The best bartenders are also bookworms, constantly researching the latest tastes and trends. But with so many titles to choose from, it’s easy to wind up lost in a sea of stale prose and sloppy recipes. We’ve paged through the stack to give you the essential booze books to read this month.
This month, we’re highlighting three books written by top barkeeps. At once entertaining, educational and informative, each of these books offers hard-won advice from the pros. Plus, buying or preordering these books—try shopping at Bookshop or Indiebound to give a local bookstore some love—is one way to help support your favorite bartenders.
Shawn Soole (Mixellany Limited, $26)
A guide to the cocktail bars (and bartenders) of Canada, penned by Victoria, British Columbia, barman Shawn Soole, “Great Northern Cocktails” is organized by region. You could use this book armchair travel, but at heart it’s a cocktail book, not a travelogue. Each page spotlights a specific bartender and one of their original cocktails. This is not Cocktails 101; many of the drinks are showpieces, featuring esoteric ingredients and advanced techniques. For example, the Death for Breakfast, from Manitoba bartender Elsa Taylor, is made with rum and Froot Loop orgeat, served in a cereal bowl and garnished with a hollowed-out orange filled with absinthe and set aflame.
Steal this tip: Soole publishes the recipe for his own “weird house syrup” in the back of the book. It’s the result of years of experimentation: 1.5 parts turbinado sugar to 1 part water, simmered until dissolved. It yields “the perfect ratio for brown and white spirits, spirit-forward to mixed,” he says.
Ivy Mix (Ten Speed Press, $25)
The proprietor of Brooklyn’s Leyenda traveled through Mexico, the Caribbean and South America along with photographer Shannon Sturgis to research this delightful deep-dive explainer about the spirits made in these areas. The book, peppered with Mix’s opinions and observations, overflows with information about the history and production of these spirits and the cocktails made with them. As Mix explains in the introduction, “I want big flavors to create my drinks from, and to me, no other group of spirits has more life and vivaciousness and Technicolor flavor than those from Latin America.”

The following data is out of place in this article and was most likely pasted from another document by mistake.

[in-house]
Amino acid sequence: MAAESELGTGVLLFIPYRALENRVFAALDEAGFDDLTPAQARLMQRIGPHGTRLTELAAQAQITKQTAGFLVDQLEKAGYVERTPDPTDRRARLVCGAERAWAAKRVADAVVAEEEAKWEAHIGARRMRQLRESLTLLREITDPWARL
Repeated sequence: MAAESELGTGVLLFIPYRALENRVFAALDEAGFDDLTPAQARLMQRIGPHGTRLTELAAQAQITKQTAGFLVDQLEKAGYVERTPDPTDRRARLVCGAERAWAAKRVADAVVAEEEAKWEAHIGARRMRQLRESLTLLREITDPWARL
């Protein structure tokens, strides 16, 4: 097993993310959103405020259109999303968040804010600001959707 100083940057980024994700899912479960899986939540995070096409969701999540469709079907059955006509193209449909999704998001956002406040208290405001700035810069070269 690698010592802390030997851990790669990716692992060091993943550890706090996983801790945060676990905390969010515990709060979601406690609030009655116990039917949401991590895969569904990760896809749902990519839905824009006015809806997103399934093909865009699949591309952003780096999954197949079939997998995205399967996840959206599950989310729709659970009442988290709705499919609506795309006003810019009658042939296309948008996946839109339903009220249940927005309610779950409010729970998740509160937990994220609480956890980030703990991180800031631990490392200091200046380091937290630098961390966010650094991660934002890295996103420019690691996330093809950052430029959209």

Steal this tip: “After my visit to St. Lucia, I ended up thinking of spiced rum as a cocktail in and of itself, and I tried making a few different drinks based around it. My preference is for unsweetened spiced rums, but try making an infusion yourself with different spices and then mix up a simple Daiquiri from it. The results can be delicious and wonderfully varied.”
Eric Alperin, co-written by Deborah Stoll (Harper Wave, $28)
“Unvarnished” is not quite a traditional memoir, which means it can be opened and read from pretty much any section without losing the thread. The first and last sections of the book, which was written by the proprietor of Los Angeles bar The Varnish, follow Alperin’s journey from struggling actor to bartender at New York’s Little Branch in 2004, at the dawn of the cocktail revolution, then transfer to L.A. where he opened The Varnish with Milk & Honey icon Sasha Petraske. The middle of the book transforms into a bar manual and cocktail guide, followed by stream-of-consciousness meditations on topics such as The Varnish’s unique bar slang, notes on POS systems and music in bars, and a list of 10 reasons not to date a bartender.
Steal this tip: “Start building your drinks with the cheapest ingredients first and move up to the more expensive. If you screw up and have to toss your batch, you won’t end up tossing the pricey booze, only the citrus and syrups.”?